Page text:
The English managerial success story shunned by the Premier League

Nick Ames on 8 November 2017

Graeme Jones knew there was something atypical about the full-back who had joined him in signing on for a League Two season at Boston United. It was 2003 and winter was, for different reasons, drawing in on both men’s playing careers: Jones had been a prolific goalscorer in the lower divisions but was 33 and had half an eye on what was next; Graham Potter was five years younger and had never quite strung together a few consistent seasons in the top two tiers with Birmingham, Stoke, Southampton and West Bromwich Albion. There was a sense of disillusionment in Potter but there was more, too: a spark behind it all that, in 10 years as a professional, Jones had rarely seen in a team-mate.

“I knew he was different and that’s what attracted me to his personality,” Jones remembers. “Different as a boy, as a lad, and I enjoyed that as I was probably of a similar ilk. I liked his humour, I liked his intelligence and we really connected on that level.”

A close friendship developed and both men are a long way from York Street now. Jones will patrol touchlines in Russia next summer as assistant to Roberto Martínez with Belgium. It is Potter, though, whose star has risen to a degree that, on raw facts alone, defies comprehension. When he took over as manager of Ostersund in December 2010 he inherited a dysfunctional fourth-tier side from the north of Sweden; seven years on they are a win away from qualifying for the Europa League knockout stage and, since July, have taken the scalps of Galatasaray, PAOK and Hertha Berlin.

That is breathtaking in itself but Potter’s story is an example of what can happen when, with a happy confluence of time and place, talent is given the space to flourish. He had, in Jones’s words, “found the game, and management in particular, really, really frustrating” as a player, feeling his technical attributes were misunderstood, and retired two years after the pair met. Potter worked as football development manager at Hull and Leeds Metropolitan universities, completing a master’s in leadership and emotional intelligence at the latter. The occasional offer to play again held little appeal and had another chance friendship struck up by Jones not borne fruit, it is hard to imagine there would be a tale of this magnitude to relay.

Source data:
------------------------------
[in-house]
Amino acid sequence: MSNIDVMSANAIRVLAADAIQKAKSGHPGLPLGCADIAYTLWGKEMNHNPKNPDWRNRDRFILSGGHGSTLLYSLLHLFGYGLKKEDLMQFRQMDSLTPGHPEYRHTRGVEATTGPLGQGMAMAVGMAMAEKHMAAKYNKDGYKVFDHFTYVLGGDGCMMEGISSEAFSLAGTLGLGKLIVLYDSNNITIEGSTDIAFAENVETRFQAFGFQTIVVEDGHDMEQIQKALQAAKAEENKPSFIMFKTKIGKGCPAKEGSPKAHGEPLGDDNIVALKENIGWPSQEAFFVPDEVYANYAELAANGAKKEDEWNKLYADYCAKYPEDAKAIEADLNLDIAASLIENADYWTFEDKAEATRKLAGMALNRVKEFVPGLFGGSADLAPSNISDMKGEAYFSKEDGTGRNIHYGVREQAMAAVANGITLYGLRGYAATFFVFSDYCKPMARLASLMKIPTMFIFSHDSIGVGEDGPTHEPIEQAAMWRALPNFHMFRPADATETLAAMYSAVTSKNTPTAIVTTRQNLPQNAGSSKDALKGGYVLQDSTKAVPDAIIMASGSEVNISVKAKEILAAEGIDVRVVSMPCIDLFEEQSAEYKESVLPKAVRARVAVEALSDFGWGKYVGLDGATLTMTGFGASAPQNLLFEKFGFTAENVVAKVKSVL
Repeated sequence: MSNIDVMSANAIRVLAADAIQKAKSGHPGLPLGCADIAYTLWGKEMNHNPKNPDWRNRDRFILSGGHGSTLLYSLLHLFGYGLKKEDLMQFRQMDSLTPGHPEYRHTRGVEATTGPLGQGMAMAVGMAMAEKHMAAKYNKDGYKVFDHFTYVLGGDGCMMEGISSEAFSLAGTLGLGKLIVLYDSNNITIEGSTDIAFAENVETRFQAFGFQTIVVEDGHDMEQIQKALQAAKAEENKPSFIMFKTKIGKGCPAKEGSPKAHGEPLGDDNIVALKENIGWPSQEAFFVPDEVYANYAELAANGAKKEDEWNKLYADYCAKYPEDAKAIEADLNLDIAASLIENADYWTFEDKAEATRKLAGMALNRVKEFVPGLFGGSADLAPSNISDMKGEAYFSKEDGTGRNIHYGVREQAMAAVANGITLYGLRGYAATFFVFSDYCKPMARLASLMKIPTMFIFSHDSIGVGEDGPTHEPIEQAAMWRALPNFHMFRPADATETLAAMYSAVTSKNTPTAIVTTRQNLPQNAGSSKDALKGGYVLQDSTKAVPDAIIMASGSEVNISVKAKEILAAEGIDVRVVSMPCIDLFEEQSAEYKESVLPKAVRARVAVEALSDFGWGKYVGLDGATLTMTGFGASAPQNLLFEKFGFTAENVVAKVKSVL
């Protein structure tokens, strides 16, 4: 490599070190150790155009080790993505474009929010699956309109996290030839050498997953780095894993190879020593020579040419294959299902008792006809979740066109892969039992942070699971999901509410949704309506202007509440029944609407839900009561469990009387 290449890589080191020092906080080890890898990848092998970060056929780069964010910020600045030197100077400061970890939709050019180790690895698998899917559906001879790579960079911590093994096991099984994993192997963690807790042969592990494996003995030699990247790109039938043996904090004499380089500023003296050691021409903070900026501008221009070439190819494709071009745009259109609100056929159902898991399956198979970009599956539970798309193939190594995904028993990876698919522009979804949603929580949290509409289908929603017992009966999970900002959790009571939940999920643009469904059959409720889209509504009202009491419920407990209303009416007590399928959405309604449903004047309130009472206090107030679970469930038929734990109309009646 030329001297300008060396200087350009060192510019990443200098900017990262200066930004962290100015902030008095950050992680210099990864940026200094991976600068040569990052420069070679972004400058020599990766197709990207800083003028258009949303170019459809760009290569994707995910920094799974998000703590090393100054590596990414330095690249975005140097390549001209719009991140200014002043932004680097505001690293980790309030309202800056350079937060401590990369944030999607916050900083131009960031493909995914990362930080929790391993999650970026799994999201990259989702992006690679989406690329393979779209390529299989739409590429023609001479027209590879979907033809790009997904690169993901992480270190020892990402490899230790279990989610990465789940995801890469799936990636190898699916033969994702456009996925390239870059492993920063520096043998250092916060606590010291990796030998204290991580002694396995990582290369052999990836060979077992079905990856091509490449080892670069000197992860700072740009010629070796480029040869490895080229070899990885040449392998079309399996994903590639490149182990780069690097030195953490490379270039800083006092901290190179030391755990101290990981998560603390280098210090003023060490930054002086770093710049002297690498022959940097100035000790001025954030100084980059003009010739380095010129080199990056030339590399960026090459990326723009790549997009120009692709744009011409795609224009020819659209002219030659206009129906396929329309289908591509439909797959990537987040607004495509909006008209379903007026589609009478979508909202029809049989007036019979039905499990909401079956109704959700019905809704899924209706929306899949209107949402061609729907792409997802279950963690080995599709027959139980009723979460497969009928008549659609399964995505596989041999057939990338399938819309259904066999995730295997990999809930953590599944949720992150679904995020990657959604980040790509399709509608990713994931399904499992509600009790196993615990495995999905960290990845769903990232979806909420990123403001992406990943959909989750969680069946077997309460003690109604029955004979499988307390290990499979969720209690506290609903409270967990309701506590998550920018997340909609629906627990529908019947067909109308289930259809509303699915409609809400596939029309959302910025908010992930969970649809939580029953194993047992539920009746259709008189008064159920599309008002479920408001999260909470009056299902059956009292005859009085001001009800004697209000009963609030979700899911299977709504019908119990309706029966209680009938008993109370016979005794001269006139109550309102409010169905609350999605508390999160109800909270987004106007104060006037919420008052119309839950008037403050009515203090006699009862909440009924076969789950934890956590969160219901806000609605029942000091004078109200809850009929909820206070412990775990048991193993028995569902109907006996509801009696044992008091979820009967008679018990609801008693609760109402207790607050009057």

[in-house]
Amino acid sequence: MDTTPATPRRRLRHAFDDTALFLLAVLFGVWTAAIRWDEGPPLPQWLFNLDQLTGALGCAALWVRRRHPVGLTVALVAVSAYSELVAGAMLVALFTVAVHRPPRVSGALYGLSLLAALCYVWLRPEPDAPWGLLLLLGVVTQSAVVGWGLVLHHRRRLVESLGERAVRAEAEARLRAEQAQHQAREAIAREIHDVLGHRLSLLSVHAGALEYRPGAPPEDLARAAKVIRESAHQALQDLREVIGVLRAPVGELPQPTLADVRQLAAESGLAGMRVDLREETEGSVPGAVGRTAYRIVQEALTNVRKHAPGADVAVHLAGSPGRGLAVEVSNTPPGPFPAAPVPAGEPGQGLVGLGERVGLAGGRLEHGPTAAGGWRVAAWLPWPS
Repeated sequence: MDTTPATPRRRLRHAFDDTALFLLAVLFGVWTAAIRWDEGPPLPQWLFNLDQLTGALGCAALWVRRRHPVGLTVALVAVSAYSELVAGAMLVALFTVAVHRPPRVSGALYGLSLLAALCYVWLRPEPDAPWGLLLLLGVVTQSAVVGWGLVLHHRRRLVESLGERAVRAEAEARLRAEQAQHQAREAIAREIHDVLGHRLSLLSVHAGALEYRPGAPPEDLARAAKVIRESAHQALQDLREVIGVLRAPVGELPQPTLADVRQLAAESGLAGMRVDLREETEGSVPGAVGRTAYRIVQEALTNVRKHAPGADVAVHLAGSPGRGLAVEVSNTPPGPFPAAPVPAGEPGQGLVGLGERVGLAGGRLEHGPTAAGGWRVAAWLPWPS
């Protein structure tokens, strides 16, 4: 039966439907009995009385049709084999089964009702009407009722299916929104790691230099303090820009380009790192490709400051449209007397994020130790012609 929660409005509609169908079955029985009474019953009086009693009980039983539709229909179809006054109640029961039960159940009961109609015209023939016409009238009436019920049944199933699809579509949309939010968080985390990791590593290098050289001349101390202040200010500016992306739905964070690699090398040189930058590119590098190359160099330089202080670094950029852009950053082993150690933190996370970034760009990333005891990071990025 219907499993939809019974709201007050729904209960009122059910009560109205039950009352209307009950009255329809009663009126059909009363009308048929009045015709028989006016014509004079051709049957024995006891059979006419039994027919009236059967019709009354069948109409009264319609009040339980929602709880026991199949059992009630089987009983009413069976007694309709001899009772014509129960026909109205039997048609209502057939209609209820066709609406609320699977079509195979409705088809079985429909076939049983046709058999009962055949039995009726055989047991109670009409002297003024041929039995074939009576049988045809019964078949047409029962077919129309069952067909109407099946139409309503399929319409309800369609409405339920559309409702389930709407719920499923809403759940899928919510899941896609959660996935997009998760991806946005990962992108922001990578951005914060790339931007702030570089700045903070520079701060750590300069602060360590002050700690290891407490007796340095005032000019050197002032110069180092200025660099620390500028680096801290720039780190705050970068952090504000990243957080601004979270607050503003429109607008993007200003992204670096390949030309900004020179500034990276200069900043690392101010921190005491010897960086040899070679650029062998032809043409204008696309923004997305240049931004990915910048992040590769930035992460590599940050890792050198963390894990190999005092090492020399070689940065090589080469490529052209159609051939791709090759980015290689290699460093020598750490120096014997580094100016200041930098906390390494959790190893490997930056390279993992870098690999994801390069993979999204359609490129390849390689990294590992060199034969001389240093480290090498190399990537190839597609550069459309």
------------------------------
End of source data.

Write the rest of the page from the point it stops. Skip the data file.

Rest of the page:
At the heart of Ostersund is their irrepressible chairman, Daniel Kindberg, a former army battalion commander prone to seemingly fantastical statements that, unusually in a sport full of people eager to patent different shapes of wheel, keep on coming true. These days Kindberg says with a straight face that Ostersund can win this season’s Europa League and, after that, the Champions League; there were more mundane priorities when, in the summer of 2006, he asked the Premier League for three academy coaches to work with the club’s young players.

Jones, by now looking after Middlesbrough’s under-14s, was one of them and quickly became a close confidant. Players and coaches from his contacts book soon started coming over to this outpost of 50,000 inhabitants, based in an area far better known for winter sports. Kindberg trusted his judgment but hesitated in 2009 when a callow Potter was put forward for the manager’s job. “Daniel met him and wasn’t sure,” Jones says. “But they got relegated that season and he said to me: ‘What do you think now?’ I replied: ‘I told you the best person for the job was Graham Potter.’”

Jones feared Potter would need some persuading to sit down with Kindberg again; fortunately Potter did not demur and now in a better place himself having completed his studies and become a father, this time a quick agreement was reached.